Jawbone and Native-hens

I have not explored the Jawbone Flora and Fauna Reserve in Williamstown for some time. I dropped by on Saturday and went in search of a few birds that I had not seen in a while including the Black-tailed Native-hen. Amongst the Swamphens and Moorhens I found two Native-hens and for the first time got a few images. I have only seen them a few times before. They run to cover and seldom fly so I was surprised to see this one flying a short distance  – I realised that I had cut it off from the safety of the lake. The Native-hens are generally quite timid and these two ran back to the water when I paid them too much attention. All the birds feeding on the grass were happy to ignore the joggers, cyclists and dog walkers passing close by but as soon as you looked at the birds using binocs and cameras they spooked. Jawbone is an excellent site for a good variety of birds, great for beginners to get a close look at the various species and good for photography. Covering most of the park along the coastline I can easily pick up 50 species in a few hours. A good place to get your yearly lists going.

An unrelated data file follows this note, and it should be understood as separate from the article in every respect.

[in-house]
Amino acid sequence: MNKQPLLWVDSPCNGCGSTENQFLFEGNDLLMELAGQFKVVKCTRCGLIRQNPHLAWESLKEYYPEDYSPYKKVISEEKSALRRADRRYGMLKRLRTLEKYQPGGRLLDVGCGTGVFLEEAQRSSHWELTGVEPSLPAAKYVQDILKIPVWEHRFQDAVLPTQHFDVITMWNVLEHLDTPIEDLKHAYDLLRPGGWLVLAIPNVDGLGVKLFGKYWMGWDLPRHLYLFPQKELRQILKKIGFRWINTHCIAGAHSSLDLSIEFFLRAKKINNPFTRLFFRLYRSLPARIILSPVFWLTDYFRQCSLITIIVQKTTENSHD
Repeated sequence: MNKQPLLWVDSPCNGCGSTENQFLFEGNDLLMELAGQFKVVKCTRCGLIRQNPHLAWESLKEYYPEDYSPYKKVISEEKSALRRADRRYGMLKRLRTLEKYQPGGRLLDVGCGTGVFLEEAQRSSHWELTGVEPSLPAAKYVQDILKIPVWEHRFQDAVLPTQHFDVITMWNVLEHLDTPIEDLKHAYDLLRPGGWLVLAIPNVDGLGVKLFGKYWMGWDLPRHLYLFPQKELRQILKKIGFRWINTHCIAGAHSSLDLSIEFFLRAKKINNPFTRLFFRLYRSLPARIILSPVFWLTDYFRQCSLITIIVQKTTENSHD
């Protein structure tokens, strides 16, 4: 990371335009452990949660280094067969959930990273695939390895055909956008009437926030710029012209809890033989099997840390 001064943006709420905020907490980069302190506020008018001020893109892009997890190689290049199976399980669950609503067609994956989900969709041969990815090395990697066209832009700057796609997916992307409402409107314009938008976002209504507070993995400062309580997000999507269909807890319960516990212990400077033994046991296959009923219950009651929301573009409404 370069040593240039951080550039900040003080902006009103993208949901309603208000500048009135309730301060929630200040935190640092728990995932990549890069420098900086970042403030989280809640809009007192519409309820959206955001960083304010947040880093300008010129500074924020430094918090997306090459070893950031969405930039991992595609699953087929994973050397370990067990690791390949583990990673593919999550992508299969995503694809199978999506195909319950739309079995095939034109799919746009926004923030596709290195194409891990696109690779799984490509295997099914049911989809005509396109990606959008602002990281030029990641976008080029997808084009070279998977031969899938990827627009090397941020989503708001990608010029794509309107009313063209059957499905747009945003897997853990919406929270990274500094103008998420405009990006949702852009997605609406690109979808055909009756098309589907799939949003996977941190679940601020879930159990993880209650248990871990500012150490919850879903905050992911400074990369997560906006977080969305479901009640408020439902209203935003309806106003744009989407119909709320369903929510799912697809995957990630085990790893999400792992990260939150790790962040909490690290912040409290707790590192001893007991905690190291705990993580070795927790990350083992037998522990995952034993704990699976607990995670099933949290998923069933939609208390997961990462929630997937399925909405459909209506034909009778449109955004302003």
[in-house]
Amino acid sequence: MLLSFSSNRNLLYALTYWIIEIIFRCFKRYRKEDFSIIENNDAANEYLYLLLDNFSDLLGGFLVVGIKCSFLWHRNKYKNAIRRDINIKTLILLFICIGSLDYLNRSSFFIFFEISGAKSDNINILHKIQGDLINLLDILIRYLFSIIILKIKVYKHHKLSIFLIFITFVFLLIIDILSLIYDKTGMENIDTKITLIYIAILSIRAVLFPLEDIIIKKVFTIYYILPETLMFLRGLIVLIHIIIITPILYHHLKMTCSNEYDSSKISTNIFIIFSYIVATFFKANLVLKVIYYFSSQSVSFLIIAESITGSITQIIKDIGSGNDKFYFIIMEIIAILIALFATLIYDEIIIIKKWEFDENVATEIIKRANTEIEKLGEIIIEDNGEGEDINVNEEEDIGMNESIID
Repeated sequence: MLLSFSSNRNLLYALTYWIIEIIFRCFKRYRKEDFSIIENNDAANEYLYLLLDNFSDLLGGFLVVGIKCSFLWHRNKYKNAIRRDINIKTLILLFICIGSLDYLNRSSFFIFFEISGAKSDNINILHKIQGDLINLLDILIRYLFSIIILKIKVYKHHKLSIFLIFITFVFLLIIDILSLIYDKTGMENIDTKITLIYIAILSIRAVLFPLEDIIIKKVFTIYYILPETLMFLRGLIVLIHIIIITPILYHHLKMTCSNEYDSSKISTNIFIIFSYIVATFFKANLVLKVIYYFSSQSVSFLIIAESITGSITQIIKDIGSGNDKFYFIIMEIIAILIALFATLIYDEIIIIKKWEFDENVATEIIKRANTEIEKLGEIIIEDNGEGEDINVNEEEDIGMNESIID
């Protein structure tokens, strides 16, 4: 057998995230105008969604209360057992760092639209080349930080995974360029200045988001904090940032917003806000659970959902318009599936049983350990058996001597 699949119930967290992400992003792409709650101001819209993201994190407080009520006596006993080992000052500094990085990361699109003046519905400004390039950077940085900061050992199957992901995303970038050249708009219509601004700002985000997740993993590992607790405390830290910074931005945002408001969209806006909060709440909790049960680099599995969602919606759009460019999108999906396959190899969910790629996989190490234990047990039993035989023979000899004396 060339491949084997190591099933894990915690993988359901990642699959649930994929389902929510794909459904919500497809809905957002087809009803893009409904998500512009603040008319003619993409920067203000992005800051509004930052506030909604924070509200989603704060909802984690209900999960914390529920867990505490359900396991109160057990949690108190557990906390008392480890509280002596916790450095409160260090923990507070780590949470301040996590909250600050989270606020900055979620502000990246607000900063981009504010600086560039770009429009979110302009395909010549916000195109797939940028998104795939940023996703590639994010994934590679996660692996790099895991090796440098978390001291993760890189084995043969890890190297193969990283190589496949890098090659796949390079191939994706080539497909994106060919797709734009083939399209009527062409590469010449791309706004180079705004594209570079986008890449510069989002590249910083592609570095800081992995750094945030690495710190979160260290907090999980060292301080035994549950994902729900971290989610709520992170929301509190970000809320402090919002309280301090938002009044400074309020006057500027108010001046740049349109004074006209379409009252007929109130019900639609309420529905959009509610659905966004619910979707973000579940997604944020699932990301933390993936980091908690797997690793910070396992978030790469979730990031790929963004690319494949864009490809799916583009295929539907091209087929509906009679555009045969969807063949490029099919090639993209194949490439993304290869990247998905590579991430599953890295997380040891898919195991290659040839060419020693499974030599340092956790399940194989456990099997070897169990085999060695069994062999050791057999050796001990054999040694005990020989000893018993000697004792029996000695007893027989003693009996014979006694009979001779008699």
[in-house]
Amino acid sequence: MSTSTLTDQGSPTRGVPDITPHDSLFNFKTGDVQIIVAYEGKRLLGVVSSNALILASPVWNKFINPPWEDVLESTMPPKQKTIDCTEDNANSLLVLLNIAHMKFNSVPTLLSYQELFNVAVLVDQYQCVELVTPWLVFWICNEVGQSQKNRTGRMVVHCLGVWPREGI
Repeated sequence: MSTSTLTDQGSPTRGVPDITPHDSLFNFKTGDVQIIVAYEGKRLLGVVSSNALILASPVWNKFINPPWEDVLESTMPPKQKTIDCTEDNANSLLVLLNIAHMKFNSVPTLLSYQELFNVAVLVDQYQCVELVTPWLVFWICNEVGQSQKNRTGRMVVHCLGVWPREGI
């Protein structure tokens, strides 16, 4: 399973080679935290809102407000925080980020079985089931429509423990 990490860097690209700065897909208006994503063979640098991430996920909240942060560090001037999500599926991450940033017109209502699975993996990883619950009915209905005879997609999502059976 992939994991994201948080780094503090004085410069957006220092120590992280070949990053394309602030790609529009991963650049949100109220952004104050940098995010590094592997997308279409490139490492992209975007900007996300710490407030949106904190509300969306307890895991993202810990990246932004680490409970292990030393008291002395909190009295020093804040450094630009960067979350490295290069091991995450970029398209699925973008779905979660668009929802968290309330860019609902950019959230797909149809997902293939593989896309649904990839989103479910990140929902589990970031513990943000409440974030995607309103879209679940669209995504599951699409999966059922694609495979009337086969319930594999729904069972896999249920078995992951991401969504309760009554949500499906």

Black-tailed Native-hen, Jawbone Flora and Fauna Reserve, Williamstown

Black-tailed Native-hen, Jawbone Flora and Fauna Reserve, Williamstown

Black-tailed Native-hen, Jawbone Flora and Fauna Reserve, Williamstown

A jump and a skip….

Black-tailed Native-hen, Jawbone Flora and Fauna Reserve, Williamstown

…and into flight to get back to the water…

2 responses to “Jawbone and Native-hens

  1. Great post Malt, I remember seeing the ‘Turbo Chooks’ in Tassie last year, that’s ehat the locals called them, because boy they can run!

    Liked by 1 person

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